Zadok Hoyle, a groom for the McRory family. Unknown to him and to the McRory family, he is the Looner’s father. Zadok also assists the local undertaker by preparing bodies for burial. He allows Francis to watch him in the embalming process, teaching him a respect for individuals and the fragility of life.

Ismay Glasson Cornish

Ismay Glasson Cornish, Francis’ cousin and later his wife. Francis at first believes her to be his dream woman, the woman who will complement his masculine nature with her feminine nature to make him whole. She tricks him into marriage to cover her pregnancy by another man, then leaves the child with her parents and joins her lover in Spain. The child and Ismay’s family become a drain on Francis’ finances. Ismay is a great believer in idealistic, unrealistic causes.

Tancred Saraceni

Tancred Saraceni, an art expert. He takes Francis as an apprentice and teaches him the style, physical composition (ingredients of paints), and iconography of Old Master paintings. He is casuistic about restoring paintings to look somewhat better than they did originally. He leaves Francis his fortune and his possessions.

Ruth Nibsmith

Ruth Nibsmith, Francis’ friend and lover. She casts Francis’ horoscope seriously, wisely, and perceptively.

Aylwin Ross

Aylwin Ross, a Canadian art critic, Francis’ protégé. Ross becomes famous for his explication of The Marriage at Cana, unaware of its origin. He commits suicide after Francis refuses to buy the painting for the Canadian National Gallery.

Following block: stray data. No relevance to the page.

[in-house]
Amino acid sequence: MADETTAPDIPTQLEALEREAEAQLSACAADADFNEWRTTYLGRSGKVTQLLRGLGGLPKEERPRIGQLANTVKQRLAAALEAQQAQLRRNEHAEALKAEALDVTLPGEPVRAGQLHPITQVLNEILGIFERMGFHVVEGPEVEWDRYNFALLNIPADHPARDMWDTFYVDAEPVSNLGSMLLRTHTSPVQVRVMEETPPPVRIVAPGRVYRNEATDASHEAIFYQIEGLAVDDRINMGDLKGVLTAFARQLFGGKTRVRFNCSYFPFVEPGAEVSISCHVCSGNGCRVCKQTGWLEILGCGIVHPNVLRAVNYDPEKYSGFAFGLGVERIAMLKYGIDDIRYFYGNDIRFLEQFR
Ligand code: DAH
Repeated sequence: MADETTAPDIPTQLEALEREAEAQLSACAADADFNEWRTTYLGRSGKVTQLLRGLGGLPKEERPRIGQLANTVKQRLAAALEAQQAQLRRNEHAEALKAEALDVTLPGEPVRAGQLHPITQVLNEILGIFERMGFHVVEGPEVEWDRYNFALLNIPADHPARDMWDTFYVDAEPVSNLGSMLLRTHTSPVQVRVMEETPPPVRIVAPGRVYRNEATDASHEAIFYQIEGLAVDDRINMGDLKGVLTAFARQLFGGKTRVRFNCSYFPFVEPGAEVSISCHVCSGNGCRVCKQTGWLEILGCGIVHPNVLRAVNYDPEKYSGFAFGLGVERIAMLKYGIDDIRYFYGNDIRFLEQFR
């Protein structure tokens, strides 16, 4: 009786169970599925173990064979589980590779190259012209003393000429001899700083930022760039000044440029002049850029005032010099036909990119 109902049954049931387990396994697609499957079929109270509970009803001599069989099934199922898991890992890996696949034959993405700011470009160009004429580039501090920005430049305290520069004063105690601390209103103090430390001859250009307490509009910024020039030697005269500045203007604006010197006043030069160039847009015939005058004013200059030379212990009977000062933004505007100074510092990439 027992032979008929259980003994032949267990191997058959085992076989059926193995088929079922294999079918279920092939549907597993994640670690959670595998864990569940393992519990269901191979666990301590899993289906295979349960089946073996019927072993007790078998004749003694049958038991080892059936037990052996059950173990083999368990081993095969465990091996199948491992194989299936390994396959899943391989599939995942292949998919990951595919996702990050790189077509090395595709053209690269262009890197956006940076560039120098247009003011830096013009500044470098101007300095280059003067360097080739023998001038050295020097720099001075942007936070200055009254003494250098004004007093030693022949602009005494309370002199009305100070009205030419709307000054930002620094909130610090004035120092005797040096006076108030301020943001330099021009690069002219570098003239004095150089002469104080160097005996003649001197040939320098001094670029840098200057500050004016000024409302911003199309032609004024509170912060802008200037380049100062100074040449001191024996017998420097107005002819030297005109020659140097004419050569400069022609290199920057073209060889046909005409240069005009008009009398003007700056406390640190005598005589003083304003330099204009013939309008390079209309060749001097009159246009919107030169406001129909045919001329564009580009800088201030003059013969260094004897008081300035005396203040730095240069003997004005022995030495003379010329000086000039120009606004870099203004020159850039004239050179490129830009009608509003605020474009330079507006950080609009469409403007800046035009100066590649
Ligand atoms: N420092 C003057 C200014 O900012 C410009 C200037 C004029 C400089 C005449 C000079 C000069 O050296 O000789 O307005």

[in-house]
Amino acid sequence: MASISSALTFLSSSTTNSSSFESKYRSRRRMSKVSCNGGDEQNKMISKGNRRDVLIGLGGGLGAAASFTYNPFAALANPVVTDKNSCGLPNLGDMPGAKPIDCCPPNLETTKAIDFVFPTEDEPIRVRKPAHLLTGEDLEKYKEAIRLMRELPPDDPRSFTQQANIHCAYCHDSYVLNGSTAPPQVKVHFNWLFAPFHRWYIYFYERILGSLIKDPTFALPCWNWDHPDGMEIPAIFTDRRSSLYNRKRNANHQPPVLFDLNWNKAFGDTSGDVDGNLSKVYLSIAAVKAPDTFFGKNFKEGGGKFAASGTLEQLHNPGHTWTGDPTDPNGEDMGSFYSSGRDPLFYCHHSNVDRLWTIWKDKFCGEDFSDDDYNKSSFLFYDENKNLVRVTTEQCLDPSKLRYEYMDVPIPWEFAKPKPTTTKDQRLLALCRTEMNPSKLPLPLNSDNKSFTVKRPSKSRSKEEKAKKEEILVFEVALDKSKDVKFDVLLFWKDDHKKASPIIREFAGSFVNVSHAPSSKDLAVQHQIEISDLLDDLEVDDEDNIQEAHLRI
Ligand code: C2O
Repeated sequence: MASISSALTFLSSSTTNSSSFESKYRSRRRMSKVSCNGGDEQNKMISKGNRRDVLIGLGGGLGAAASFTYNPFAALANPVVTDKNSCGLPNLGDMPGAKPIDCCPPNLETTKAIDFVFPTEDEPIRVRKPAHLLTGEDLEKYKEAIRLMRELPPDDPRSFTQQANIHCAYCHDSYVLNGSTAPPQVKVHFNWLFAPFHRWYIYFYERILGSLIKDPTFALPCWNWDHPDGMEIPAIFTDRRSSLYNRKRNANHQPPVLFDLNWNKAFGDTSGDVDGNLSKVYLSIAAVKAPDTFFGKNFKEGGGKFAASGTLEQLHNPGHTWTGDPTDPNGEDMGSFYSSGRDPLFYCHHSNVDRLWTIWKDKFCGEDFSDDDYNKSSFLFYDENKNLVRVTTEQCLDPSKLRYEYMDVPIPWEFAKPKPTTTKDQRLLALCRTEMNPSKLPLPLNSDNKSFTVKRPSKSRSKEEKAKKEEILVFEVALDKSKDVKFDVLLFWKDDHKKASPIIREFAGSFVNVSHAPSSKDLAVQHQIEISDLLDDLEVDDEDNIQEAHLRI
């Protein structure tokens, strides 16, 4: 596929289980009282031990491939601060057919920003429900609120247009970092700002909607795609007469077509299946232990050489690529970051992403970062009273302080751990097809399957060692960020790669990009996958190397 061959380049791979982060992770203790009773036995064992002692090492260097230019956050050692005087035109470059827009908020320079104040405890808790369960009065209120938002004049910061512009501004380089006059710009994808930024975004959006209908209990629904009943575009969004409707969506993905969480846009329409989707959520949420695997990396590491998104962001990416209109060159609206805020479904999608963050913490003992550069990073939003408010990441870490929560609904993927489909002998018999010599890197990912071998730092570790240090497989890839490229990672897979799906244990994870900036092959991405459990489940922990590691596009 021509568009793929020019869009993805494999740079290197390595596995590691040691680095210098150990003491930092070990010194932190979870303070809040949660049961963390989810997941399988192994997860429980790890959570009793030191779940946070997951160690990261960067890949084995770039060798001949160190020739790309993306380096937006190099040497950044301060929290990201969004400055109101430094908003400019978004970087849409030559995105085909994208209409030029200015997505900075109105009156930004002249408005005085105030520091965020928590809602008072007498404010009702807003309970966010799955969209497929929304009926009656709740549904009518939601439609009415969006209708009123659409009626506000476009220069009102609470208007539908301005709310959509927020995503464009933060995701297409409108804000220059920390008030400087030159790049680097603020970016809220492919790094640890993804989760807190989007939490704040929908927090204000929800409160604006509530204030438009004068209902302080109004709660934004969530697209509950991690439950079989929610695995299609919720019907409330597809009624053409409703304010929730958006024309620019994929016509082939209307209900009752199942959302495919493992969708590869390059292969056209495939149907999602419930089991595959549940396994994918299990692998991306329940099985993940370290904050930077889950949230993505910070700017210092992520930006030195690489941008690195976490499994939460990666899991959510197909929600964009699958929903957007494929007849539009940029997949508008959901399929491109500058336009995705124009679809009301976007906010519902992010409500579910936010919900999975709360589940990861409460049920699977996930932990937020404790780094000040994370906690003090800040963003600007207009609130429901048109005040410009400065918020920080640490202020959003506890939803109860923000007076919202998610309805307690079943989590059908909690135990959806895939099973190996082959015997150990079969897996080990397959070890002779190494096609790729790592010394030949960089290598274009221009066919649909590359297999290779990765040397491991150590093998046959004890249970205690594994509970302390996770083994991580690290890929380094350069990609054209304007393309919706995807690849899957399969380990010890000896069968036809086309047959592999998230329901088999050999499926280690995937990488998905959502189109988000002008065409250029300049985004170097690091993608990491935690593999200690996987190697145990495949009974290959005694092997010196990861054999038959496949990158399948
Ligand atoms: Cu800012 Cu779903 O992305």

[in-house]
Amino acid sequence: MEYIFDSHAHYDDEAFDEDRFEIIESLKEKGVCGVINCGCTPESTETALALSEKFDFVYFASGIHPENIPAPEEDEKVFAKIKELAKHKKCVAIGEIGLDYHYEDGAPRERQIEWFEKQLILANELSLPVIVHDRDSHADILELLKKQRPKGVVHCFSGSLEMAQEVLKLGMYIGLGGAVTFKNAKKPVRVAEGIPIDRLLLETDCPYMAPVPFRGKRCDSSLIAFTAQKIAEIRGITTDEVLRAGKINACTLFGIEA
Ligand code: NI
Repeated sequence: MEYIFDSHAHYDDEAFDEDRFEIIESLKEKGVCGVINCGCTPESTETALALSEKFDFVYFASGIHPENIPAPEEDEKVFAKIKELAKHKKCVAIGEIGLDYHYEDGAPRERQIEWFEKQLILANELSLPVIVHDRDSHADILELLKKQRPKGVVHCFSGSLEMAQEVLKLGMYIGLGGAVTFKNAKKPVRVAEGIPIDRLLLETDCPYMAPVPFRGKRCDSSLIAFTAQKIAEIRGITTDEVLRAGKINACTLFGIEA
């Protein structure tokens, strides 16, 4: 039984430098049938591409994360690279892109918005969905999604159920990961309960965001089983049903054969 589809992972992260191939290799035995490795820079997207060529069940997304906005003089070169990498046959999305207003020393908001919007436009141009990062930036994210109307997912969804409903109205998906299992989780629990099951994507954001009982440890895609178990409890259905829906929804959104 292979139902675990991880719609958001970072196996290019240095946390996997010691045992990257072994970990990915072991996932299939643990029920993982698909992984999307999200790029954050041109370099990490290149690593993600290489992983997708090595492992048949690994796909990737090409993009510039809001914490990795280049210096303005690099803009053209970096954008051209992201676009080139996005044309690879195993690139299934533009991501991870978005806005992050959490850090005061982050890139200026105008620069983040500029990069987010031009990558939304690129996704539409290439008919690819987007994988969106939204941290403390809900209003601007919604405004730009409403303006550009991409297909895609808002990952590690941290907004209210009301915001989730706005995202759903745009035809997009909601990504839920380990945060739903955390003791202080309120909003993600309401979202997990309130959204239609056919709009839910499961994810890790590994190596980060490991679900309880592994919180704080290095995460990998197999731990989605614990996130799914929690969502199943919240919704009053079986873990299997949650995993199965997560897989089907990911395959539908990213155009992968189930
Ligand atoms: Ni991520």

Victoria Cameron

Victoria Cameron, the McRorys’ cook. She cares for the Looner and instills some hard, practical Calvinist values in Francis.

Dr. Joseph Ambrosius (J. A.) Jerome

Dr. Joseph Ambrosius (J. A.) Jerome, the McRory family physician. Dr. J. A. recommends the false burial of the Looner, believing that knowledge of his existence will harm Francis.

Colonel Jack Copplestone

Colonel Jack Copplestone, Francis’ contact in British Intelligence. He arranges Francis’ positions as a spy to coincide with his art activities.

The Reverend Simon Darcourt

The Reverend Simon Darcourt, Francis’ friend and biographer. In the frame fiction, he complains that he cannot find enough information to write Francis’ biography properly.

Arthur Cornish

Arthur Cornish, Francis’ nephew and executor, a banker. he is worried by the whiff of scandal about Francis that Simon has brought to him.

BibliographyBradham, Jo Allen. “Affirming the Artistic Past: The Witness of What’s Bred in the Bone.” Critique: Studies in Contemporary Fiction 32 (Fall, 1990): 27-38. A study of the artistic and aesthetic preoccupations of the novel.Cude, Wilfred. “Robertson Davies and the Not-So-Comic Realities of Art Fraud.” The Antigonish Review 80 (Winter, 1990): 67-78. Examination of issues of art fraud raised by the novel.Diamond-Nigh, Lynne. Robertson Davies: Life, Work, and Criticism. Toronto: York Press, 1997. Brief biography and critical overview.Dopp, Jamie. “Metanarrative as Inoculation in What’s Bred in the Bone.” English Studies in Canada 21 (March, 1995): 77-94. A critique of the novel’s conservatism, which the author says is hidden behind the work’s apparent metafictional tendencies.Grant, Judith Skelton. Robertson Davies: Man of Myth. Toronto: Penguin, 1994. The first full-length biography of Davies. Includes backgrounds and critically useful information on the novel.Spettigue, D. O. “Keeping the Good Wine Until Now.” Queen’s Quarterly 93 (Spring, 1986): 123-124. A review of the novel and an overview of Davies’s fiction to date.
Categories: Characters